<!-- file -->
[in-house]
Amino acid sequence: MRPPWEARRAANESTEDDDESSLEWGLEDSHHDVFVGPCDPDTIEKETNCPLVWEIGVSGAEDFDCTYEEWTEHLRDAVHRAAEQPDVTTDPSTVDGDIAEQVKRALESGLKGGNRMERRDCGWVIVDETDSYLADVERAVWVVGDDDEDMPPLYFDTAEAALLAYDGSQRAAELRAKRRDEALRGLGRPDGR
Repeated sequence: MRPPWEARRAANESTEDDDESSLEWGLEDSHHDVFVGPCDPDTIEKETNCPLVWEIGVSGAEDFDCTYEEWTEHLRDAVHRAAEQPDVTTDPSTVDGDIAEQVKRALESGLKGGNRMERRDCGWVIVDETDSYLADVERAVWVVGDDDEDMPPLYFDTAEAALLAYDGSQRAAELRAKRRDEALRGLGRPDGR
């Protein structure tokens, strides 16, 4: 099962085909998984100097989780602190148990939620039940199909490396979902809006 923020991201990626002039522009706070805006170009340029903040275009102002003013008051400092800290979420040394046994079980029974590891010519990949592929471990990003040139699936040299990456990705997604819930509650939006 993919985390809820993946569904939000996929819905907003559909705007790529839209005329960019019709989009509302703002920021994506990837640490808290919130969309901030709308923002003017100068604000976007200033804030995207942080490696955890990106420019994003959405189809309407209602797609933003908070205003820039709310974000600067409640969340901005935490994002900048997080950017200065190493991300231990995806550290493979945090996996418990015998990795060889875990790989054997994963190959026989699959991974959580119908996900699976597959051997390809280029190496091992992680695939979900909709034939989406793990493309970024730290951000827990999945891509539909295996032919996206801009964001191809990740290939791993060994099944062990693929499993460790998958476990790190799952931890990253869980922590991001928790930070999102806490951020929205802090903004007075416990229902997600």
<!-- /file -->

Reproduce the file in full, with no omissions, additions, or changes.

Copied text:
[in-house]
Amino acid sequence: MRPPWEARRAANESTEDDDESSLEWGLEDSHHDVFVGPCDPDTIEKETNCPLVWEIGVSGAEDFDCTYEEWTEHLRDAVHRAAEQPDVTTDPSTVDGDIAEQVKRALESGLKGGNRMERRDCGWVIVDETDSYLADVERAVWVVGDDDEDMPPLYFDTAEAALLAYDGSQRAAELRAKRRDEALRGLGRPDGR
Repeated sequence: MRPPWEARRAANESTEDDDESSLEWGLEDSHHDVFVGPCDPDTIEKETNCPLVWEIGVSGAEDFDCTYEEWTEHLRDAVHRAAEQPDVTTDPSTVDGDIAEQVKRALESGLKGGNRMERRDCGWVIVDETDSYLADVERAVWVVGDDDEDMPPLYFDTAEAALLAYDGSQRAAELRAKRRDEALRGLGRPDGR
């Protein structure tokens, strides 16, 4: 099962085909998984100097989780602190148990939620039940199909490396979902809006 923020991201990626002039522009706070805006170009340029903040275009102002003013008051400092800290979420040394046994079980029974590891010519990949592929471990990003040139699936040299990456990705997604819930509650939006 993919985390809820993946569904939000996929819905907003559909705007790529839209005329960019019709989009509302703002920021994506990837640490808290919130969309901030709308923002003017100068604000976007200033804030995207942080490696955890990106420019994003959405189809309407209602797609933003908070205003820039709310974000600067409640969340901005935490994002900048997080950017200065190493991300231990995806550290493979945090996996418990015998990795060889875990790989054997994963190959026989699959991974959580119908996900699976597959051997390809280029190496091992992680695939979900909709034939989406793990493309970024730290951000827990999945891509539909295996032919996206801009964001191809990740290939791993060994099944062990693929499993460790998958476990790190799952931890990253869980922590991001928790930070999102806490951020929205802090903004007075416990229902997600």